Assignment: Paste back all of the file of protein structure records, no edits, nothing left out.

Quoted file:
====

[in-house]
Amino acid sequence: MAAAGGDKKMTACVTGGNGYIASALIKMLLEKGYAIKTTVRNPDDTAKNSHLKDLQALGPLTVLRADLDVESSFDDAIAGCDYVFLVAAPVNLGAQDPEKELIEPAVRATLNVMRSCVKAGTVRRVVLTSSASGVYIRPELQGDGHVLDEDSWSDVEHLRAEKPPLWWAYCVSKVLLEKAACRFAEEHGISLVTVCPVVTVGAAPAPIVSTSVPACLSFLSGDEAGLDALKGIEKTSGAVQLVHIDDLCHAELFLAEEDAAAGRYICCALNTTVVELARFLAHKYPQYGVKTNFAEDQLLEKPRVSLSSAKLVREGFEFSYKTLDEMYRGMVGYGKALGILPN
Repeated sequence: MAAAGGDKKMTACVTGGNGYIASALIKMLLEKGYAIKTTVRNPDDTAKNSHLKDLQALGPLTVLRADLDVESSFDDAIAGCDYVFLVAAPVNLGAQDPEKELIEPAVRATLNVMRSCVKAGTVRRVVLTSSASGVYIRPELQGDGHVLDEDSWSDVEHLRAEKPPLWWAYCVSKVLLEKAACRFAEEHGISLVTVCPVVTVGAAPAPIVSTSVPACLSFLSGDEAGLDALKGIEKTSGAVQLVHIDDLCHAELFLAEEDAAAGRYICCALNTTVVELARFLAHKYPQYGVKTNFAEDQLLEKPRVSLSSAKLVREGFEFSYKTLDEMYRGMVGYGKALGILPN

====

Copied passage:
[in-house]
Amino acid sequence: MAAAGGDKKMTACVTGGNGYIASALIKMLLEKGYAIKTTVRNPDDTAKNSHLKDLQALGPLTVLRADLDVESSFDDAIAGCDYVFLVAAPVNLGAQDPEKELIEPAVRATLNVMRSCVKAGTVRRVVLTSSASGVYIRPELQGDGHVLDEDSWSDVEHLRAEKPPLWWAYCVSKVLLEKAACRFAEEHGISLVTVCPVVTVGAAPAPIVSTSVPACLSFLSGDEAGLDALKGIEKTSGAVQLVHIDDLCHAELFLAEEDAAAGRYICCALNTTVVELARFLAHKYPQYGVKTNFAEDQLLEKPRVSLSSAKLVREGFEFSYKTLDEMYRGMVGYGKALGILPN
Repeated sequence: MAAAGGDKKMTACVTGGNGYIASALIKMLLEKGYAIKTTVRNPDDTAKNSHLKDLQALGPLTVLRADLDVESSFDDAIAGCDYVFLVAAPVNLGAQDPEKELIEPAVRATLNVMRSCVKAGTVRRVVLTSSASGVYIRPELQGDGHVLDEDSWSDVEHLRAEKPPLWWAYCVSKVLLEKAACRFAEEHGISLVTVCPVVTVGAAPAPIVSTSVPACLSFLSGDEAGLDALKGIEKTSGAVQLVHIDDLCHAELFLAEEDAAAGRYICCALNTTVVELARFLAHKYPQYGVKTNFAEDQLLEKPRVSLSSAKLVREGFEFSYKTLDEMYRGMVGYGKALGILPN